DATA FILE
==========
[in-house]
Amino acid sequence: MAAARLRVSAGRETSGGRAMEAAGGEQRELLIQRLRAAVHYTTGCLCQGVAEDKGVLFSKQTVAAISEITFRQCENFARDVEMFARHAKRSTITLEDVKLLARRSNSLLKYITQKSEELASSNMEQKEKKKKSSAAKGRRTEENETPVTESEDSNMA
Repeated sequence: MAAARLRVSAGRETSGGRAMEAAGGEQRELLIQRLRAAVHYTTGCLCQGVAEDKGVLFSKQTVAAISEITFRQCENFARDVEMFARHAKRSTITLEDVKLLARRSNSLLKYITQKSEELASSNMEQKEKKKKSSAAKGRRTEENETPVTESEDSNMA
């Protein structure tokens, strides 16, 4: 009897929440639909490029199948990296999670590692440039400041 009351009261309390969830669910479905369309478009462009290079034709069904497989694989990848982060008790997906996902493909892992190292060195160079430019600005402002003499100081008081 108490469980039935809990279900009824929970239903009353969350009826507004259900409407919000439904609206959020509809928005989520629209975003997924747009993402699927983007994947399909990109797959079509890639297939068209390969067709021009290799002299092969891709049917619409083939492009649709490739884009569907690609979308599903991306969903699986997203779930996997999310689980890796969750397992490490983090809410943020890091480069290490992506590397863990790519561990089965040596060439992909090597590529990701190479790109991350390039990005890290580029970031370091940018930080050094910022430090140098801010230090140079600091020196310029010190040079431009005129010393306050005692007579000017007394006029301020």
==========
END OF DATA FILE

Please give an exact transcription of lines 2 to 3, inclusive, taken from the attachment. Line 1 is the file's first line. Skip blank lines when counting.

Amino acid sequence: MAAARLRVSAGRETSGGRAMEAAGGEQRELLIQRLRAAVHYTTGCLCQGVAEDKGVLFSKQTVAAISEITFRQCENFARDVEMFARHAKRSTITLEDVKLLARRSNSLLKYITQKSEELASSNMEQKEKKKKSSAAKGRRTEENETPVTESEDSNMA
Repeated sequence: MAAARLRVSAGRETSGGRAMEAAGGEQRELLIQRLRAAVHYTTGCLCQGVAEDKGVLFSKQTVAAISEITFRQCENFARDVEMFARHAKRSTITLEDVKLLARRSNSLLKYITQKSEELASSNMEQKEKKKKSSAAKGRRTEENETPVTESEDSNMA